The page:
There were more dark corridors
on this planet than I could fathom.
Everywhere, a dark corridor. In the
houses for sleep and the houses for
healing. In the God houses. In the
skin houses that cooed and bludgeoned
and sometimes both at once. So many
dark places. And always something
coming to find you when you just
wanted some privacy. Even the dinner
plate had its dark corners. So even
my food wasn’t my own. Where
did it come from? The arm and then
darkness and all my chicken casserole
and vegetables gone.
You could get killed for not passing
the salt. You could get killed for not
saying good morning. You could get
every bone in your body broken
because you didn’t bring in the paper,
didn’t keep the woodstove burning,
didn’t get the ball in the basket. No.
It was a joke. I was supposed to be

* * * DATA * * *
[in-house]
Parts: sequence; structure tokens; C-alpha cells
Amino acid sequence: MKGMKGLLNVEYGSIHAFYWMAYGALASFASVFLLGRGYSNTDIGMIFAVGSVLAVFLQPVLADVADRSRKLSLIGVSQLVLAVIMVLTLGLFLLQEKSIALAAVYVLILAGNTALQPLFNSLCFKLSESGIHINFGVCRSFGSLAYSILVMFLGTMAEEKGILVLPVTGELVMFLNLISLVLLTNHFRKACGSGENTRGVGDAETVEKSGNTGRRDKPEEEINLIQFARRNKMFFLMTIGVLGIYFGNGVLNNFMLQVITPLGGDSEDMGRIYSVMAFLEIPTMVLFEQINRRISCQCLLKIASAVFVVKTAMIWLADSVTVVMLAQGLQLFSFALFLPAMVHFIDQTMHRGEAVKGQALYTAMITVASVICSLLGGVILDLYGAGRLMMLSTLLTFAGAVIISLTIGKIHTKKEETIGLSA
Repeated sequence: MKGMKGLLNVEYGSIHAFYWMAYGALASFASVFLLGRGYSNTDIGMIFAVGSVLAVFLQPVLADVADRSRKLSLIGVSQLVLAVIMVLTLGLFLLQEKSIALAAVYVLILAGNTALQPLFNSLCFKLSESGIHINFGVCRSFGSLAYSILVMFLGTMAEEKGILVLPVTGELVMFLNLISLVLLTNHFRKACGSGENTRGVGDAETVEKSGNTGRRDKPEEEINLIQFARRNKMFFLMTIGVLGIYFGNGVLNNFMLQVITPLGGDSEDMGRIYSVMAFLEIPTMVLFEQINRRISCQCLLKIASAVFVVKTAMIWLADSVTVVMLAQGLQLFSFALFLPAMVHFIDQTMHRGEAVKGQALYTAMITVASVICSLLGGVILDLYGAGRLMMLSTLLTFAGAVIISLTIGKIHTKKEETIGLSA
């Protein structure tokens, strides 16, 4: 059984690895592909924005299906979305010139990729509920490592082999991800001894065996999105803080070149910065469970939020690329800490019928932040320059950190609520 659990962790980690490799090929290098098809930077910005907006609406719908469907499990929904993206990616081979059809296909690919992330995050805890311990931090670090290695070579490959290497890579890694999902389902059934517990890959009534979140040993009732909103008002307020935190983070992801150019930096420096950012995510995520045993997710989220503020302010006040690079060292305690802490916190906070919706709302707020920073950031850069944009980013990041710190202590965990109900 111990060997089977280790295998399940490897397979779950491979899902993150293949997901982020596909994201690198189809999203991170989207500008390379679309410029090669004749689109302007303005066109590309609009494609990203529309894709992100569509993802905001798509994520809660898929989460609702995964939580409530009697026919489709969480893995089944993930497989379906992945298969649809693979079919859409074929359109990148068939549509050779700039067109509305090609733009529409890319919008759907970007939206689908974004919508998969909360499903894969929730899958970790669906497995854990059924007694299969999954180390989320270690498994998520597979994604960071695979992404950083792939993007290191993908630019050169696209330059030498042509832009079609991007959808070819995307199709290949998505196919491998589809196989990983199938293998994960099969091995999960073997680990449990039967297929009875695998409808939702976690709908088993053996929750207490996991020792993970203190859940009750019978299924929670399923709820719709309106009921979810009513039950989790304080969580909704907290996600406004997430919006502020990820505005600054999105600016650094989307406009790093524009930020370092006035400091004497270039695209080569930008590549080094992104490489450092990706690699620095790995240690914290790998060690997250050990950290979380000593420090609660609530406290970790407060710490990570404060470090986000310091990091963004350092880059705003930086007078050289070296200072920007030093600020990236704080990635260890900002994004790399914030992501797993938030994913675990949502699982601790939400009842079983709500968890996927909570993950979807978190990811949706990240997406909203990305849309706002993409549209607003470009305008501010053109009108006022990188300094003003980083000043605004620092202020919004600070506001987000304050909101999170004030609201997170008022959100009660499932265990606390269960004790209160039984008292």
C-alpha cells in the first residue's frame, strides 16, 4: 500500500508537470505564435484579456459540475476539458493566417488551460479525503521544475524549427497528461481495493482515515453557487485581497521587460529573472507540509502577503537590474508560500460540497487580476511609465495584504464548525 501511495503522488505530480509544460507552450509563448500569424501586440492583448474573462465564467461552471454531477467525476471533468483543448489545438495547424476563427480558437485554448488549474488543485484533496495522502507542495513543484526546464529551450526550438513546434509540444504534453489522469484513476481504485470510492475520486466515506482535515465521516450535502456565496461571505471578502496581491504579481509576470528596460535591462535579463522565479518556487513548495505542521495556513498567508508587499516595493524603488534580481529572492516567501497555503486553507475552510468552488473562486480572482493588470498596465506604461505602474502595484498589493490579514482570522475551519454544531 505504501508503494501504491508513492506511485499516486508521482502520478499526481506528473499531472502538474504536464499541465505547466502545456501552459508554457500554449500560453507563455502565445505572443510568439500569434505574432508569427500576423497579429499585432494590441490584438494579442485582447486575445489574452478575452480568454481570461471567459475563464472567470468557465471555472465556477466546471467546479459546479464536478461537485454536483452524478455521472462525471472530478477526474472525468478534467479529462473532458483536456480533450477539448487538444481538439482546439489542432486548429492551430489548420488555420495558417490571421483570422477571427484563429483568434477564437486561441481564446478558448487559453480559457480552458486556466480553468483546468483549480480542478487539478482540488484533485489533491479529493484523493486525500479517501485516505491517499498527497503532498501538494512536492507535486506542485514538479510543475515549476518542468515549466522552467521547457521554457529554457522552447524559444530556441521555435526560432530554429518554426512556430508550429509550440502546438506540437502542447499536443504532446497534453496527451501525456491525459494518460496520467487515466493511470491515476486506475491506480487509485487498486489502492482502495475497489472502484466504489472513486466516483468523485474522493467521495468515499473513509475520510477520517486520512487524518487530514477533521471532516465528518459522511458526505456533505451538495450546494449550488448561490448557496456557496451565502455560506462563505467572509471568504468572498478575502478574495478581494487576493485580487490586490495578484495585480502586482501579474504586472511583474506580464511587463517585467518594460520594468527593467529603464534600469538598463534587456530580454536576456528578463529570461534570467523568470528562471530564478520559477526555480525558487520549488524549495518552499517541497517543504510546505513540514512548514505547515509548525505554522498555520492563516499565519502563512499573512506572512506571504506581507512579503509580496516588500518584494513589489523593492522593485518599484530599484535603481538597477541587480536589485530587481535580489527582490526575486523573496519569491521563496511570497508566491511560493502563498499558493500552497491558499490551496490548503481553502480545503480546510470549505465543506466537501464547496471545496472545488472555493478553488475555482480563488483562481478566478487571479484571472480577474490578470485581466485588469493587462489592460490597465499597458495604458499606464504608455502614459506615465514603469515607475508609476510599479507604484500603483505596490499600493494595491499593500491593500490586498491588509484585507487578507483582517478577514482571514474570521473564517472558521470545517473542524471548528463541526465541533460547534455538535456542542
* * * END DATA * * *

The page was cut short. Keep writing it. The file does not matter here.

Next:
A good way to know was how they
treated their animals. I lay awake
in my light body and heard the wooden
pointer whistling through the air
until it hobbled the dog. Into my light body:
her light body whimpering. Cowered.
But then licking the forearm. Then running
along the riverbanks beside it.
Sometimes I’d hit the dog too. With the newspaper
rolled tight into a log. Hollow. Hollow drum of her flank.
My head hung with her forehead resting on mine.
Gabrielle Calvocoressi is the author of Apocalyptic Swing and The Last Time I Saw Amelia Earhart. She teaches at the University of North Carolina at Chapel Hill.